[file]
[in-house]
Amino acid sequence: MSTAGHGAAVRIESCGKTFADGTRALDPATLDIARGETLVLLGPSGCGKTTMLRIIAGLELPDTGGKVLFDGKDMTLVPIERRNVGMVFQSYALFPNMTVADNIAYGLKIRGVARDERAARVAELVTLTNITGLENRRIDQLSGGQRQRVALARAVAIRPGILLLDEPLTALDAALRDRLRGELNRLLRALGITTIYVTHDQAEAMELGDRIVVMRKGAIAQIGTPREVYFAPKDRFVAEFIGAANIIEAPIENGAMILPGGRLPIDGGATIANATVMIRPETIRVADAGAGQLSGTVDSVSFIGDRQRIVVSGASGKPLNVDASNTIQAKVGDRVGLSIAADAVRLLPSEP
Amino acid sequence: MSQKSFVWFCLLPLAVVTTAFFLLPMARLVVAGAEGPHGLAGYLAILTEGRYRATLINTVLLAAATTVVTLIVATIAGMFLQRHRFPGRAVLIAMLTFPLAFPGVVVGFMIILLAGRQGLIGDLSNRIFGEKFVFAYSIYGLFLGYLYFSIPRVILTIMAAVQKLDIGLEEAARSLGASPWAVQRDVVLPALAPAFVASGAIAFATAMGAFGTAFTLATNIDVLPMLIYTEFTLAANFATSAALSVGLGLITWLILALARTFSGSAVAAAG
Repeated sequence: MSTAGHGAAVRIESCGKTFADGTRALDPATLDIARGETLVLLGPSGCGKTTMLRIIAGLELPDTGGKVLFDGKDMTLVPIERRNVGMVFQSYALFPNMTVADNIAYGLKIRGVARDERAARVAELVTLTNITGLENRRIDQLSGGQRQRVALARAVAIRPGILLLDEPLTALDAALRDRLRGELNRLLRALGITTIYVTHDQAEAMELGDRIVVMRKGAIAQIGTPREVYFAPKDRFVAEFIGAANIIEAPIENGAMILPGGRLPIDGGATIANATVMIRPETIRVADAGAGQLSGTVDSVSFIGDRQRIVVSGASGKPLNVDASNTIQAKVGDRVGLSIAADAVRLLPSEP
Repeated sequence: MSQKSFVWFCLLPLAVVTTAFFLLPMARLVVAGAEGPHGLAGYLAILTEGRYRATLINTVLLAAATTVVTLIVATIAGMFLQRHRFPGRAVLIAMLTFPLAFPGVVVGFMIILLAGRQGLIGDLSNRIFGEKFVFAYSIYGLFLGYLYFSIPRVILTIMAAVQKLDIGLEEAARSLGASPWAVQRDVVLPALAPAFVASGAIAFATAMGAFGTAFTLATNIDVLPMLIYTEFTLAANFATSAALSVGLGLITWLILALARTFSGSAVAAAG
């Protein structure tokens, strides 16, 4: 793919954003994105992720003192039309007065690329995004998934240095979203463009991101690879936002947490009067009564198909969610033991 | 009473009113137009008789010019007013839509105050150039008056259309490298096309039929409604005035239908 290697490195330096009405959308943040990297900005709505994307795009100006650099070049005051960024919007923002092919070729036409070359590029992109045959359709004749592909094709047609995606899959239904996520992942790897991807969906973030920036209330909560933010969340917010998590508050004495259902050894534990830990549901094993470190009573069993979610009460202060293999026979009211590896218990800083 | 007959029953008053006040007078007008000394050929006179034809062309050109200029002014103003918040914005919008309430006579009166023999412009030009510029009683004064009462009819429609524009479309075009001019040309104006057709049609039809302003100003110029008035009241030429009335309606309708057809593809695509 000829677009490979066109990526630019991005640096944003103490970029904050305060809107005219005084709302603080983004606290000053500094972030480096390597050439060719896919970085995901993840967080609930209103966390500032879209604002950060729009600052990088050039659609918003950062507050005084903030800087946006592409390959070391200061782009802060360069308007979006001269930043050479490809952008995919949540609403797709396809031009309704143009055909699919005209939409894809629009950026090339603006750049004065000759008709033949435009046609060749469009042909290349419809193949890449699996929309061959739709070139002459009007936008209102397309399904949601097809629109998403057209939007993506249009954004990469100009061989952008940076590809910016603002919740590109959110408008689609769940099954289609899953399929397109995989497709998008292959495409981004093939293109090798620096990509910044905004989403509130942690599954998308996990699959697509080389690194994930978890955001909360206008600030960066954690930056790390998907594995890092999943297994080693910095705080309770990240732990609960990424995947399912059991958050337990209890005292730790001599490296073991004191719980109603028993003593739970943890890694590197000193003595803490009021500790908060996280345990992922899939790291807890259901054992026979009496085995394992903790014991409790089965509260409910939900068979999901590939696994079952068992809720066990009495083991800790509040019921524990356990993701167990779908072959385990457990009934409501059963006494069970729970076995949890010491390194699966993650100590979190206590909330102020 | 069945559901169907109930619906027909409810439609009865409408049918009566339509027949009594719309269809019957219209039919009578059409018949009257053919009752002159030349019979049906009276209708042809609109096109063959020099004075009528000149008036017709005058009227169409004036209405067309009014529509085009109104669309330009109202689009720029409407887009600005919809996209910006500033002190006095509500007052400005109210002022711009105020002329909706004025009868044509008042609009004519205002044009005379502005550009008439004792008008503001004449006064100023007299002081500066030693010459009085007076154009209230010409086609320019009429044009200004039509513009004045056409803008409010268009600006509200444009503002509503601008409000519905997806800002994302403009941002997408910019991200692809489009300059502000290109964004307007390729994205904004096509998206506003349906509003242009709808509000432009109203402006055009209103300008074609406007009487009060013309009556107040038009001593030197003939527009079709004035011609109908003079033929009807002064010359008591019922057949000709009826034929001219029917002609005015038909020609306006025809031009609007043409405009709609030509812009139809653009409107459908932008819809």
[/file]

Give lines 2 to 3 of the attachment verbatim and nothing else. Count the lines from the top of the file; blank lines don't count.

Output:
Amino acid sequence: MSTAGHGAAVRIESCGKTFADGTRALDPATLDIARGETLVLLGPSGCGKTTMLRIIAGLELPDTGGKVLFDGKDMTLVPIERRNVGMVFQSYALFPNMTVADNIAYGLKIRGVARDERAARVAELVTLTNITGLENRRIDQLSGGQRQRVALARAVAIRPGILLLDEPLTALDAALRDRLRGELNRLLRALGITTIYVTHDQAEAMELGDRIVVMRKGAIAQIGTPREVYFAPKDRFVAEFIGAANIIEAPIENGAMILPGGRLPIDGGATIANATVMIRPETIRVADAGAGQLSGTVDSVSFIGDRQRIVVSGASGKPLNVDASNTIQAKVGDRVGLSIAADAVRLLPSEP
Amino acid sequence: MSQKSFVWFCLLPLAVVTTAFFLLPMARLVVAGAEGPHGLAGYLAILTEGRYRATLINTVLLAAATTVVTLIVATIAGMFLQRHRFPGRAVLIAMLTFPLAFPGVVVGFMIILLAGRQGLIGDLSNRIFGEKFVFAYSIYGLFLGYLYFSIPRVILTIMAAVQKLDIGLEEAARSLGASPWAVQRDVVLPALAPAFVASGAIAFATAMGAFGTAFTLATNIDVLPMLIYTEFTLAANFATSAALSVGLGLITWLILALARTFSGSAVAAAG